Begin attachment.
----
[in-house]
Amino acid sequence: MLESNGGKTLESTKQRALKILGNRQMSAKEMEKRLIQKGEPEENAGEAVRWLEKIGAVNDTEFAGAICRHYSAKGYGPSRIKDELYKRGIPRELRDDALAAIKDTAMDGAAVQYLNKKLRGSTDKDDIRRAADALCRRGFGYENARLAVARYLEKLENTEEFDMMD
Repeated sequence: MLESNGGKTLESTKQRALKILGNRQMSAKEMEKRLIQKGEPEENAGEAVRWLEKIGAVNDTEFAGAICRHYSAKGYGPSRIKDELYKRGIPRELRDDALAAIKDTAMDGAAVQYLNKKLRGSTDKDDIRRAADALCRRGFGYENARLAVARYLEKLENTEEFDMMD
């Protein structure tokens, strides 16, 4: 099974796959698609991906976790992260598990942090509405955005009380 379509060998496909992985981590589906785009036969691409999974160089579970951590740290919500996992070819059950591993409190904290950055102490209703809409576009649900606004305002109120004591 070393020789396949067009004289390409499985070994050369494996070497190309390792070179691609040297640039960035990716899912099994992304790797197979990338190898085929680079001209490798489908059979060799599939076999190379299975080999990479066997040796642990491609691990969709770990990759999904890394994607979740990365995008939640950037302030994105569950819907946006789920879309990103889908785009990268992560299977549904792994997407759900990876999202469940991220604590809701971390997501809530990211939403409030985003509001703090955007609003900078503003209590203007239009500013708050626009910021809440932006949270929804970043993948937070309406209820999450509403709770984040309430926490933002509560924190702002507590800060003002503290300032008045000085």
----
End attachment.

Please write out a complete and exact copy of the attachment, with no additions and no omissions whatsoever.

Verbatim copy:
[in-house]
Amino acid sequence: MLESNGGKTLESTKQRALKILGNRQMSAKEMEKRLIQKGEPEENAGEAVRWLEKIGAVNDTEFAGAICRHYSAKGYGPSRIKDELYKRGIPRELRDDALAAIKDTAMDGAAVQYLNKKLRGSTDKDDIRRAADALCRRGFGYENARLAVARYLEKLENTEEFDMMD
Repeated sequence: MLESNGGKTLESTKQRALKILGNRQMSAKEMEKRLIQKGEPEENAGEAVRWLEKIGAVNDTEFAGAICRHYSAKGYGPSRIKDELYKRGIPRELRDDALAAIKDTAMDGAAVQYLNKKLRGSTDKDDIRRAADALCRRGFGYENARLAVARYLEKLENTEEFDMMD
């Protein structure tokens, strides 16, 4: 099974796959698609991906976790992260598990942090509405955005009380 379509060998496909992985981590589906785009036969691409999974160089579970951590740290919500996992070819059950591993409190904290950055102490209703809409576009649900606004305002109120004591 070393020789396949067009004289390409499985070994050369494996070497190309390792070179691609040297640039960035990716899912099994992304790797197979990338190898085929680079001209490798489908059979060799599939076999190379299975080999990479066997040796642990491609691990969709770990990759999904890394994607979740990365995008939640950037302030994105569950819907946006789920879309990103889908785009990268992560299977549904792994997407759900990876999202469940991220604590809701971390997501809530990211939403409030985003509001703090955007609003900078503003209590203007239009500013708050626009910021809440932006949270929804970043993948937070309406209820999450509403709770984040309430926490933002509560924190702002507590800060003002503290300032008045000085």